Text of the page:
Stan Lee, born Stanley Martin Lieber in 1922, is a US-American comic-book writer, editor, film executive producer, and publisher. The son of Romanian-born Jewish immigrant parents was the former editor-in-chief, executive vice president, publisher, and figurehead of Marvel Comics (via).
Stan Lee created superheroes who fight hate (via). In 2010, he founded the "Stan Lee Foundation" striving "to provide equal access to literacy and education" and to promote "diversity, national literacy, culture and the arts" (via).
"Stan's Soapbox" was a monthly column written by Stan Lee. It was part of the "Marvel Bullpen Bulletins" (also created by Stan Lee) that ran from 1965 to 2001 and first appeared in June 1967 (via and via).
In 1968, Lee wrote about racism and bigotry. He tweeted his words again on 15 August 2017 commenting "As true today as it was in 1968. Pax et Justitia - Stan" (via).
Let's lay it right on the line. Bigotry and racism are among the deadliest social ills plaguing the world today. But, unlike a team of costumed supervillains, they can't be halted with a punch in the snoot, or a zap from a ray gun. The only way to destroy them is to epose them - to reveal them for the insidious evils they really are. The bigot is an unreasoning hater - one who hates blindly, fanatically, indiscriminately. If his hang-up is back men, he hates ALL black men. If a redhead once offended him, he hates ALL redheads. If some foreigner beat him to a job, he's down on ALL foreigners. He hates people he's never seen - people he's never known - with equal intensitiy - with equal venom. Now, we're not trying to say it's unreasonable for one human being to bug another. But, although anyone has the right to dislike another individual, it's totally irrational, patently insane to condemn an entire race - to despise an entire nation - to vilify an entire religion. Sooner or later, we must learn to judge each other on our own merits. Sooner or later, if man is ever to be worthy of his destiny, we must fill our hearts with tolerance. For then, and only then, will we be truly worthy of the concept that man was created in the image of God - a God who calls ALL - His children.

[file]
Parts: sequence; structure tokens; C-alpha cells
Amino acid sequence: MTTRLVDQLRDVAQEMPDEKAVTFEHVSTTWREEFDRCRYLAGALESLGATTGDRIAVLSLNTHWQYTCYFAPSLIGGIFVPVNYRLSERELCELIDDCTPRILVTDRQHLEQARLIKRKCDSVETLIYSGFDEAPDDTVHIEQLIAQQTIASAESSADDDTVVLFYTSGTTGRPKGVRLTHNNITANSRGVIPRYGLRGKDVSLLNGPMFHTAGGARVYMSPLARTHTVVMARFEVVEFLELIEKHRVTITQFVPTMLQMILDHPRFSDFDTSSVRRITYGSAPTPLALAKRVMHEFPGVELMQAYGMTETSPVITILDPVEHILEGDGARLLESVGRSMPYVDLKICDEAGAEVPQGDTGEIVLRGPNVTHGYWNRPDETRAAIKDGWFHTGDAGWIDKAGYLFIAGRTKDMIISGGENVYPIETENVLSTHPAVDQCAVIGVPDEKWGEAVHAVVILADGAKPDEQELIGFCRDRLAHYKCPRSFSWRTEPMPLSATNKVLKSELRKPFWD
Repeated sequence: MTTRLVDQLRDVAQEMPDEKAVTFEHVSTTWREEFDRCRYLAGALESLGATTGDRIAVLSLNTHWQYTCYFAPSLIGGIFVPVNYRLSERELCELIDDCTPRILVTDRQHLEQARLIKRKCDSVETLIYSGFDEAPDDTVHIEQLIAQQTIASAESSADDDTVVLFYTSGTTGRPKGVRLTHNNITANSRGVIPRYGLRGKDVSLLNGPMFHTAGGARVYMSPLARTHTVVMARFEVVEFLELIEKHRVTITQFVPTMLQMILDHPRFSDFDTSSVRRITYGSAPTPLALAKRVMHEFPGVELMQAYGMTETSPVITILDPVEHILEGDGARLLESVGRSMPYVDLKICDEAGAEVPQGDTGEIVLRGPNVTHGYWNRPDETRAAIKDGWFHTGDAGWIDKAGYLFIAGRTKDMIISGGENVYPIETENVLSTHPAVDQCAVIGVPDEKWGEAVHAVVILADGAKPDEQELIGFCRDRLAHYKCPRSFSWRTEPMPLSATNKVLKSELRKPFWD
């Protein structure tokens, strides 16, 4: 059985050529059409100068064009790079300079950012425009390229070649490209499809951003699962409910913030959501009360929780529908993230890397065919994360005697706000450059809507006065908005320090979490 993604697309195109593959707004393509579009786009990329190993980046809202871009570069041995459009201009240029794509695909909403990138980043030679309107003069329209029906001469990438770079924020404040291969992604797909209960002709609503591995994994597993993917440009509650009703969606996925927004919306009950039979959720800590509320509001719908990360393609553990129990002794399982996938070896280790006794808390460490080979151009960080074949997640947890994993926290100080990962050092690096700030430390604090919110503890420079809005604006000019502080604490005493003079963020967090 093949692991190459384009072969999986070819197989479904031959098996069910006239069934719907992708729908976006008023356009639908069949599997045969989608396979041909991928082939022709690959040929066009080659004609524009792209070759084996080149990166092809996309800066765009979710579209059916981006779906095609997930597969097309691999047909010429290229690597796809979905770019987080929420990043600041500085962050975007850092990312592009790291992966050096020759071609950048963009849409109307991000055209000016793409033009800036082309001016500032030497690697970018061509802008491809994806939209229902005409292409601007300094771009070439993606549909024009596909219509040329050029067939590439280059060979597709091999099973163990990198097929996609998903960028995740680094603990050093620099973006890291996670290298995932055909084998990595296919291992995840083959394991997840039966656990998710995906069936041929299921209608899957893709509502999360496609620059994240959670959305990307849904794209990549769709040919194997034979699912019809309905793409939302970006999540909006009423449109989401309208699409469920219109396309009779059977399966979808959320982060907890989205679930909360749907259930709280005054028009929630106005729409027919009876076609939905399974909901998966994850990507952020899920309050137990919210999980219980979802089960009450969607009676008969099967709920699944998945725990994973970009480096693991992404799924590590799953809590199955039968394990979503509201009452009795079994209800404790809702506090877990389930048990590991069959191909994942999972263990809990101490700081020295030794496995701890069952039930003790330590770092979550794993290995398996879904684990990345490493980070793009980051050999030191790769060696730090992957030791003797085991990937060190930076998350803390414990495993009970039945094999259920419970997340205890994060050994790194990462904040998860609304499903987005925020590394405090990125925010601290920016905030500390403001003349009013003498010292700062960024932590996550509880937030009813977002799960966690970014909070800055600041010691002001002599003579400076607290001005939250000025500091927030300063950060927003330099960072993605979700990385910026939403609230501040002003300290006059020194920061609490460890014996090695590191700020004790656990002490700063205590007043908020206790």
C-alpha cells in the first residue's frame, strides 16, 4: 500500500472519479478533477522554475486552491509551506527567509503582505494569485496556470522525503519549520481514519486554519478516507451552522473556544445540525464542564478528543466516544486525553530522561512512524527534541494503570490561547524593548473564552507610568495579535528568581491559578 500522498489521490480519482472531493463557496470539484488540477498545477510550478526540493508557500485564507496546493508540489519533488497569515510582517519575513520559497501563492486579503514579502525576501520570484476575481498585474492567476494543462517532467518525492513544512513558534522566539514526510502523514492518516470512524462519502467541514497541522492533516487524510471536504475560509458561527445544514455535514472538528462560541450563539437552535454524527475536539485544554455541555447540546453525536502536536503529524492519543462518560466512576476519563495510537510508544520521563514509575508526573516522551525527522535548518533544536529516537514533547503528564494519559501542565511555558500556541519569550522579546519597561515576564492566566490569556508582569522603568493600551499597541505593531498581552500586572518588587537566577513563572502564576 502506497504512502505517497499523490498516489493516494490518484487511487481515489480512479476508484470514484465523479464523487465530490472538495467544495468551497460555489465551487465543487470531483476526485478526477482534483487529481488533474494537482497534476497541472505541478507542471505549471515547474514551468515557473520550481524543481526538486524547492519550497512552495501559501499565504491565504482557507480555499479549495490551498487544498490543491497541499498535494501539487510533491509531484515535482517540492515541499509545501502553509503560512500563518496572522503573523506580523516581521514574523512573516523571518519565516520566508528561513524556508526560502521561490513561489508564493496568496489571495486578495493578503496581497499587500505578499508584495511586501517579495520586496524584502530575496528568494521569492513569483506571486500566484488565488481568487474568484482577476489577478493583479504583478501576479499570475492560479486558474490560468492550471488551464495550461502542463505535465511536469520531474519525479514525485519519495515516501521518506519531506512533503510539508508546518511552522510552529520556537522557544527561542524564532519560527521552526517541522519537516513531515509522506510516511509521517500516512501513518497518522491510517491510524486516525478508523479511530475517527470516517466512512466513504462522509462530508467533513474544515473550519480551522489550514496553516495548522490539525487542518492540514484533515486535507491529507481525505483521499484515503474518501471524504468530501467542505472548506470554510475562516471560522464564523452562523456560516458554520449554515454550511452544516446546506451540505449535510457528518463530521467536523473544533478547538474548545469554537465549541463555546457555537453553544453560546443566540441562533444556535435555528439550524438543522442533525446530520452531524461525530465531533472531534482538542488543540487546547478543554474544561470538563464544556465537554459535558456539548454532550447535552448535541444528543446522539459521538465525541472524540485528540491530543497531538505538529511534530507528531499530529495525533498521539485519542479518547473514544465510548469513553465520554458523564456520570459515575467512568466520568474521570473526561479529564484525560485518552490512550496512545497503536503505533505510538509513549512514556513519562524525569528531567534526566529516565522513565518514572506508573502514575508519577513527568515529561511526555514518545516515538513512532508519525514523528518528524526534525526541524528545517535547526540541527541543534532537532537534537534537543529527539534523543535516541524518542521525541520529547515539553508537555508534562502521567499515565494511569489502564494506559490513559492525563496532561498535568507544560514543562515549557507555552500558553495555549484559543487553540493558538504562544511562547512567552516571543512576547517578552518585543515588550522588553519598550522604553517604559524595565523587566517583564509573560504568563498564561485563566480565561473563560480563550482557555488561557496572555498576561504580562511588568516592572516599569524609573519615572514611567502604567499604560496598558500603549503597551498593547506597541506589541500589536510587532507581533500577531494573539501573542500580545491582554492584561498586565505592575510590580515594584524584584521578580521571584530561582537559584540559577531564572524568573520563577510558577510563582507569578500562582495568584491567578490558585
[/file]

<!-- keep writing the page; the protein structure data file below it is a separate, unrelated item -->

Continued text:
Pax et Justitia,
"I always felt the X-Men, in a subtle way, often touched upon the subject of racism and inequality, and I believe that subject has come up in other titles, too, but we would never pound hard on the subject, which must be handled with care and intelligence."
"America is made of different races and different religions, but we’re all co-travelers on the spaceship Earth and must respect and help each other along the way."
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